Downloading Your GEDCOM Genealogy Photos From MyHeritage
2014-02-13 (Paul Saletan)
I’ve been thinking of moving my family’s genealogy website from MyHeritage. The site has a large subscriber base, and lets you build a family tree collaboratively while sharing photos.
It’s the latter that’s become a sore point. After four years of fee increases, MyHeritage seems to be spending nothing on improving multimedia, beyond an iPhone app. The user interface for managing albums remains klunky. You can’t download a larger album all at once; you have to download its photos individually. The workaround is to copy subsets of photos to a smaller, second album. Similarly, I’ve seen no improvement in video, user administration, or any other content.
In an age with dozens of free social sharing options, how can they survive? I get the impression that MyHeritage and Ancestry.com have succeeded in buying up their closest competitors. They’re primarily genealogy search engines. The website features are mainly there to attract customers to these other services. They feel confident enough that their customers are locked-in to raise prices.
Downloading My Files
To give me the freedom to cancel my subscription, I need to download all family history and photos. There are three sets of files I know of:
- GEDCOM file (family tree data)
- Photos associated with each person in the GEDCOM file
- Photo albums (uploaded by family members)
The GEDCOM file can be downloaded easily from the administrator account (other users won’t even see this option). The photo albums can also be downloaded with a little effort. Most can be downloaded as a single .zip file that bundles up all the images. As noted above, you’ll need to download larger albums in chunks. I copied them in batches of 50-60 photos to “new” albums, then downloaded those smaller albums.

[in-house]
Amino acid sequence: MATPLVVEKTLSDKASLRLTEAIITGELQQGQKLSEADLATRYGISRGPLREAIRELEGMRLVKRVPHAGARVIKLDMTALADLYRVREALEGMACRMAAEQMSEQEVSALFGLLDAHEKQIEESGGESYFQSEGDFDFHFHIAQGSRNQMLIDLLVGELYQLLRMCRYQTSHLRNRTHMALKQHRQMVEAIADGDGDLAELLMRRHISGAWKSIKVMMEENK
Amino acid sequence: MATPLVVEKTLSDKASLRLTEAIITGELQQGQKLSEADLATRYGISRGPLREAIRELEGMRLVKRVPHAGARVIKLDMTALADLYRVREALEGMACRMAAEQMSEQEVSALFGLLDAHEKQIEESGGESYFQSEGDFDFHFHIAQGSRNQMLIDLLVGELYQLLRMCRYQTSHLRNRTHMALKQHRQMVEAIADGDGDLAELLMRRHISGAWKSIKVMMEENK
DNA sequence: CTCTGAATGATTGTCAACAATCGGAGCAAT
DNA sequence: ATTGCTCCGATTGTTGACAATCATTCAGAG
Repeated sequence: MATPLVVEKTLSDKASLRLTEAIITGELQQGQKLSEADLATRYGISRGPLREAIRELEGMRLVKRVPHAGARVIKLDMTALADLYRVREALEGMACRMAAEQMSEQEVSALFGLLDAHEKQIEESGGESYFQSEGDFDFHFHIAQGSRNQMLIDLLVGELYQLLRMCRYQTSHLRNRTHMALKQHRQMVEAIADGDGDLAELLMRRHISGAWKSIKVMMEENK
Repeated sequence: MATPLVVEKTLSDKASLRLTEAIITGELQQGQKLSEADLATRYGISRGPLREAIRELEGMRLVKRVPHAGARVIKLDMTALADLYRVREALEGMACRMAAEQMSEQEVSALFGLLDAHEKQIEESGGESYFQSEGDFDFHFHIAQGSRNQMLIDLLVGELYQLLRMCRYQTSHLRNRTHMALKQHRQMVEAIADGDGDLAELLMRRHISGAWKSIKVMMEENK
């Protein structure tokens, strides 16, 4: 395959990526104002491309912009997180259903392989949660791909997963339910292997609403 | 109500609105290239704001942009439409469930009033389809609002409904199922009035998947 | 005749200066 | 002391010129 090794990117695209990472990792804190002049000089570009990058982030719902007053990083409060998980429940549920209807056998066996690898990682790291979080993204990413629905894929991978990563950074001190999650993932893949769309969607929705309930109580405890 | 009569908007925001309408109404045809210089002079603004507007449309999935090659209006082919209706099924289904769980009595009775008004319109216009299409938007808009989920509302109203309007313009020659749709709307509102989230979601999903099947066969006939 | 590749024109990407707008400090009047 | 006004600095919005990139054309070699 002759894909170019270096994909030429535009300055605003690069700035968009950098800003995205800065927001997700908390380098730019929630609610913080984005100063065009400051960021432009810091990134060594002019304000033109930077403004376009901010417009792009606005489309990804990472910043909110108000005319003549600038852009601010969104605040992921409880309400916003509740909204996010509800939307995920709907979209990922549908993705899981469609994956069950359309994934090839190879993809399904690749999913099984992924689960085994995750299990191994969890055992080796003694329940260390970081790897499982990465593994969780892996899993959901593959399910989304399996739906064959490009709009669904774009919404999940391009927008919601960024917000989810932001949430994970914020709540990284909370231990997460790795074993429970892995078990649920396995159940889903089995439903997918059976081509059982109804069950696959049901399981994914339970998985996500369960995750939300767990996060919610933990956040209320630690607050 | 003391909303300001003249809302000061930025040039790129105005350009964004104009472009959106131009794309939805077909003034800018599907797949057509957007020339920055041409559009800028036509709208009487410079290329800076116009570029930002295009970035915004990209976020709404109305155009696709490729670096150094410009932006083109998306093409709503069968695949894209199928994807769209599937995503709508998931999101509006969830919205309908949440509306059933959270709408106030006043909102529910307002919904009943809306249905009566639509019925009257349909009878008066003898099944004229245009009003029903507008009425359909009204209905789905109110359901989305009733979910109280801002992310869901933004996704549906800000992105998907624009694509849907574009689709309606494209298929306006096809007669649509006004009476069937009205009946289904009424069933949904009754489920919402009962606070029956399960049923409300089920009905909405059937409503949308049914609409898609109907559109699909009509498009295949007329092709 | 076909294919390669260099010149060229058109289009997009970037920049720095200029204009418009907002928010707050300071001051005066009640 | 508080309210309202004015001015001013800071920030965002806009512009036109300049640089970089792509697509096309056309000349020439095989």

The photos inside the GEDCOM file are the issue. Although there is an option to download the individual photos along with the GEDCOM file, my export didn’t contain them. Perhaps I neglected to checkmark something. If you have the same problem, you’ll need to do a small amount of programming to retrieve them. Open the .ged file and search for lines like this:
2 FILE http://www.myheritageimages.com/D/storage/site999999999/files/99/99/99/999999_xxxxxxxxxxxxxxxxxxxxxx.JPG
These are the URL’s for each image. The “9” will be a number. The “x” may be a number or letter. Regardless, one way to gather the URL’s into a single file using Linux is:
grep myheritageimages "" | cut -b 8- > myheritage-urls.txt
Then you can download them one at a time, using a utility like wget:
for i in `cat myheritage-urls.txt`; do wget `echo $i | tr -d '\r'`; done
Looking For An Alternative
I’ll admit, it’s tough to find another service that combines all the features I want. As mentioned above, the competition has pretty much disappeared. I can find far better web-based social/photo sharing sites for my family, but they don’t include genealogy features. Conversely, I can find well-reviewed genealogy software, but it’s designed for offline (desktop) use. You can export files to the web, but the data is static. It’s not the same as having a live family tree where others can drop in, add and change details.
After a lot of searching, I’ve purchased a popular web-based genealogy application called The Next Generation of Genealogy Site Building, or “TNG” by its users. It’s designed for the user to manage their own website, and can be installed on any shared hosting service that supports PHP. The software has a long-time developer and an active community forum. It costs 25% of a one-year MyHeritage subscription, and I only have to pay that fee once unless I upgrade.
Will it be enough? For genealogy, I can already tell you that it works well. I was able to import my MyHeritage GEDCOM and photos easily. Site administration is a snap.
The challenge will be adding the content management and multimedia features. TNG can integrate with other CMS applications, but that work is on you. Some users have successfully installed it so that it appears seamlessly within their Wordpress sites. That’s my next goal. If I succeed, I’ll have access to many Wordpress plugins. And I’ll be able to provide my family the experience MyHeritage won’t.